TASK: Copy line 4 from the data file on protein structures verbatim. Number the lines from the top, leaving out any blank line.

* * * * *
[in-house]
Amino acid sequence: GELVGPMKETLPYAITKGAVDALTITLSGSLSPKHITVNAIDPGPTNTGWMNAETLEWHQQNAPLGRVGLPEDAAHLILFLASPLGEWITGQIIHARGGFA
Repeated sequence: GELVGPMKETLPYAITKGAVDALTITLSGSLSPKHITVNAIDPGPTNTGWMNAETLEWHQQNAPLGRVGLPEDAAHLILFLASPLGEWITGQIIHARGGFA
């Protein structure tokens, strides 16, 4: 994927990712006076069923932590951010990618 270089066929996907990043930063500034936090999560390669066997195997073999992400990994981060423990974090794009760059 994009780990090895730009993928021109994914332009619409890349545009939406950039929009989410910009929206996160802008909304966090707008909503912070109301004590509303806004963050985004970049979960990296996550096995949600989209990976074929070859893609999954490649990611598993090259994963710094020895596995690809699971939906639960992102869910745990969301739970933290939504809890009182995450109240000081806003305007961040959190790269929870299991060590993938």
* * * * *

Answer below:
């Protein structure tokens, strides 16, 4: 994927990712006076069923932590951010990618 270089066929996907990043930063500034936090999560390669066997195997073999992400990994981060423990974090794009760059 994009780990090895730009993928021109994914332009619409890349545009939406950039929009989410910009929206996160802008909304966090707008909503912070109301004590509303806004963050985004970049979960990296996550096995949600989209990976074929070859893609999954490649990611598993090259994963710094020895596995690809699971939906639960992102869910745990969301739970933290939504809890009182995450109240000081806003305007961040959190790269929870299991060590993938």